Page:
Wine, as regulated by TTB, relies on FDCA and FIFRA. EPA sets tolerances. While EPA hasn’t set specific tolerances for pesticides in wine, the agency has set tolerances for grapes. TTB uses grape tolerances as the maximum allowable levels in wine. TTB currently screens wine for 155 pesticides under a program in place since 1999. The largest single screening program is the Alcohol Beverage Sampling Program. In 2014, TTB examined 105 different wines under this program and found none that contained pesticide residues above EPA levels, and no unauthorized pesticides were found in those wines.
TTB also tests wine for pesticides outside the sampling program for various reasons. These include complaints from consumers and competitors or various news reports of pesticide contamination, routine screening of wines from countries with known pesticide contamination problems, and analyses of wine samples sent to TTB for any other regulatory reason. The agency also has an import safety program, where imported wines purchased in the marketplace are screened.
All of this sounds systematic, if extremely cumbersome. At least it starts with the premise that pesticide manufacturers have to generate data to show that the products work and that, if used under proper circumstances, they aren’t harmful to human health or the environment. I spent a lot of years working on non-pesticide toxic chemicals, and the premise there is that if there are no data, good or bad, there’s no harm. Consequently, we know a lot more about pesticides than we do about many industrial chemicals, particularly those chemicals already in use before 1976.
So far, so good. But you know there’s more. The third and most contentious issue — and rightly so — is what constitutes harm. Most pesticides are designed to kill something or other, which implies harm from the get-go.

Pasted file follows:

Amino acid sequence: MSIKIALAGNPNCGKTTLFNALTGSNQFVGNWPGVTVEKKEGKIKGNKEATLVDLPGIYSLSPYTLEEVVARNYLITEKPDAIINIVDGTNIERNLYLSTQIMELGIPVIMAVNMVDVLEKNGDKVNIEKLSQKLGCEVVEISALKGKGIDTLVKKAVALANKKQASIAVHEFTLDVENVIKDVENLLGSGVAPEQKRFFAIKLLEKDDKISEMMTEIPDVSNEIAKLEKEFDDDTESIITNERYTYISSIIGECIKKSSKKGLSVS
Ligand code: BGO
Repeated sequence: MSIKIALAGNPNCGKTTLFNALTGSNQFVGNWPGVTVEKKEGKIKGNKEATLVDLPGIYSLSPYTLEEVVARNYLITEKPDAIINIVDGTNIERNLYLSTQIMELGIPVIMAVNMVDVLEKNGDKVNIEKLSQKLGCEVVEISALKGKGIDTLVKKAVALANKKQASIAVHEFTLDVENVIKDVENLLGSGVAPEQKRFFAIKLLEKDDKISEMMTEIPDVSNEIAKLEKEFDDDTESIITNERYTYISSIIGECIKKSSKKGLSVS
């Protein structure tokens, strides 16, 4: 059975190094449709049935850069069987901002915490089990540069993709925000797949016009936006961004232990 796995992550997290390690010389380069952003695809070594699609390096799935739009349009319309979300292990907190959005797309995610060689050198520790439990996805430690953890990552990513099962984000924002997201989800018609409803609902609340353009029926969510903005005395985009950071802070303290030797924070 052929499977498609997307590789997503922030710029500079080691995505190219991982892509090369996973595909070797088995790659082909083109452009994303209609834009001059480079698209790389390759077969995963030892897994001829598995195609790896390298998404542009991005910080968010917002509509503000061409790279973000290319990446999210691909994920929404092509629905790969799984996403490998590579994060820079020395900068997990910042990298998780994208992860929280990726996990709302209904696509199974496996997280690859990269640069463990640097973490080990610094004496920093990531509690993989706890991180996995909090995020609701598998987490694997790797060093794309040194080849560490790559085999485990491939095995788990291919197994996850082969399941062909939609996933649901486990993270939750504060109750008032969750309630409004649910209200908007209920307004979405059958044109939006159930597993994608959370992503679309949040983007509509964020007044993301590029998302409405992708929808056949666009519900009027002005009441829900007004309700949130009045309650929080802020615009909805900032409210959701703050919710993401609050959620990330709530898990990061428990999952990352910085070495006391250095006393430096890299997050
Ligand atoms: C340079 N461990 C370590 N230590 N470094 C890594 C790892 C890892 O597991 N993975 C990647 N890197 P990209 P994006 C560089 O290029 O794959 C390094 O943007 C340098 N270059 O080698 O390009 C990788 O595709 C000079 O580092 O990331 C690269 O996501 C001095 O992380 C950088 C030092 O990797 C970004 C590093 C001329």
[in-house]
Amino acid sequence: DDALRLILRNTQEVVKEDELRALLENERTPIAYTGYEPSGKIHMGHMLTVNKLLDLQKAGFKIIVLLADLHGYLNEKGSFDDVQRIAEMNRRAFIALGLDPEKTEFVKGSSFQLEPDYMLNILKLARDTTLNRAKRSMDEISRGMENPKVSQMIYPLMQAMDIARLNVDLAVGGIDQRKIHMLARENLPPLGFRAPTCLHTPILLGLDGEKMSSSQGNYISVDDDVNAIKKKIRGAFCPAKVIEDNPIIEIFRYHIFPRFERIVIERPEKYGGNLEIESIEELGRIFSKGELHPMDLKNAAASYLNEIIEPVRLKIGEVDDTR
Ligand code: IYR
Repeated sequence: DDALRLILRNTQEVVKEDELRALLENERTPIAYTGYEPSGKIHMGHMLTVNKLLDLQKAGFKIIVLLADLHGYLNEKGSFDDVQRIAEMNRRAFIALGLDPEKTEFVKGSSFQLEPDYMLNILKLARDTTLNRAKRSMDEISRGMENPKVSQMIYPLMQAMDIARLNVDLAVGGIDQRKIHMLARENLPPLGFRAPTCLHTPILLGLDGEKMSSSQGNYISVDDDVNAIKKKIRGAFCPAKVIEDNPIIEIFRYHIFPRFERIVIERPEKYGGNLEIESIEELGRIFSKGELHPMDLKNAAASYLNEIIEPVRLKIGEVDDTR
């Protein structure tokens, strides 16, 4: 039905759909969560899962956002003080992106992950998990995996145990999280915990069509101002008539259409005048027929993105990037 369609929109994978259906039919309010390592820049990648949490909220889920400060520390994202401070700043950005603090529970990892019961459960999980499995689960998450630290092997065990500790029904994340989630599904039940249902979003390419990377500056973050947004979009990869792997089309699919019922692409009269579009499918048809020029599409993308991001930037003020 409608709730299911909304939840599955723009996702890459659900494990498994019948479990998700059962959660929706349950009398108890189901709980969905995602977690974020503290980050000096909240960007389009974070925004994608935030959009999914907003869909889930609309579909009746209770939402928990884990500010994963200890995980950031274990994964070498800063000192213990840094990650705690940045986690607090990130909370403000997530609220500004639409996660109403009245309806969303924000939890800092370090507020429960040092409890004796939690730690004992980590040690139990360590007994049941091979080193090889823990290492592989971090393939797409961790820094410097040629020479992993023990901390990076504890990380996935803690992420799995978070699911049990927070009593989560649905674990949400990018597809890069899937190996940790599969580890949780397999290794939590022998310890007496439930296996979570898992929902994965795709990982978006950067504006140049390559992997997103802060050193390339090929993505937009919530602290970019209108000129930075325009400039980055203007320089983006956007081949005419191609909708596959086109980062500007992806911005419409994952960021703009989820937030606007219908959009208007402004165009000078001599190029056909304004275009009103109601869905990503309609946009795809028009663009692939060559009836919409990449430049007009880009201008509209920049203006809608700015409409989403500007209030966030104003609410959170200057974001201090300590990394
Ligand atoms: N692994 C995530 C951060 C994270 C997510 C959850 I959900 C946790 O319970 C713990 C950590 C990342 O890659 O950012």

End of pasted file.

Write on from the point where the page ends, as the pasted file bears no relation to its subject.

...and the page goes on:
FIFRA mandates that a pesticide should not cause “unreasonable adverse effects on the environment,” which include “(1) any unreasonable risk to man or the environment, taking into account the economic, social, and environmental costs and benefits of the use of the pesticide, or (2) a human dietary risk from residues that result from a use of a pesticide in or on any food inconsistent with the standard under […FDCA].”
Pesticide use, like most things, is subject to a cost/benefit analysis. I don’t think that’s a wrong approach as long as we really understand what the risks are. Unfortunately, I’m not entirely sure that we do at this point.
It all goes back to setting the tolerances. As I mentioned before, the Food Quality Protection Act (FQPA) amended FIFRA in a big way, changing the way tolerances are supposed to be set by EPA. Most pesticide tolerances would likely go down If FQPA were perfectly executed, because the law requires consideration of a bunch of new things. Like sources of exposure from multiple foods and from sources other than food, different tolerances for vulnerable populations, interactions between different chemicals, and health effects not previously known or considered.
As you can imagine, though, the process of implementing FQPA has been anything but smooth. Nearly 20 years out now, I believe that the true impact of FQPA is still yet to come. So for the most part, we’re looking at the same or only moderately revised tolerances that were in place decades ago. This, despite our knowing that some chemicals have reproductive effects at extremely small exposure doses, including effects that cause reproductive harm in the offspring of those originally exposed. And despite the fact that some chemicals persist in the environment without breaking down, potentially increasing exposure as well.